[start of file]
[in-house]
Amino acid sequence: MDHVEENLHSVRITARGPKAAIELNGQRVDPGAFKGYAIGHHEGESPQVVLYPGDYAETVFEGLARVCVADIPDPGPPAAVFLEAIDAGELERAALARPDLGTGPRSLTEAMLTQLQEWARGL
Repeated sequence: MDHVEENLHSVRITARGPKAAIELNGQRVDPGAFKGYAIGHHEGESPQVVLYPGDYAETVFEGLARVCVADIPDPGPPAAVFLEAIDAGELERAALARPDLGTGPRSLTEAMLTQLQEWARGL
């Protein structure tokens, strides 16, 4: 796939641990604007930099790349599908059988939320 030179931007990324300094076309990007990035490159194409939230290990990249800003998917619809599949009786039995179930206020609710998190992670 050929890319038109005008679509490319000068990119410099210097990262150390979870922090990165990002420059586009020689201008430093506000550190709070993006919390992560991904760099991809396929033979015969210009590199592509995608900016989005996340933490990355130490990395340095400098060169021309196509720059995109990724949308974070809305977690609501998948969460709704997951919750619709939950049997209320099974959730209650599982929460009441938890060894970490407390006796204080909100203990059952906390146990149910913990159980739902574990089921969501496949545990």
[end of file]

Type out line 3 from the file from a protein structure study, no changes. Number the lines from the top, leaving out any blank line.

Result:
Repeated sequence: MDHVEENLHSVRITARGPKAAIELNGQRVDPGAFKGYAIGHHEGESPQVVLYPGDYAETVFEGLARVCVADIPDPGPPAAVFLEAIDAGELERAALARPDLGTGPRSLTEAMLTQLQEWARGL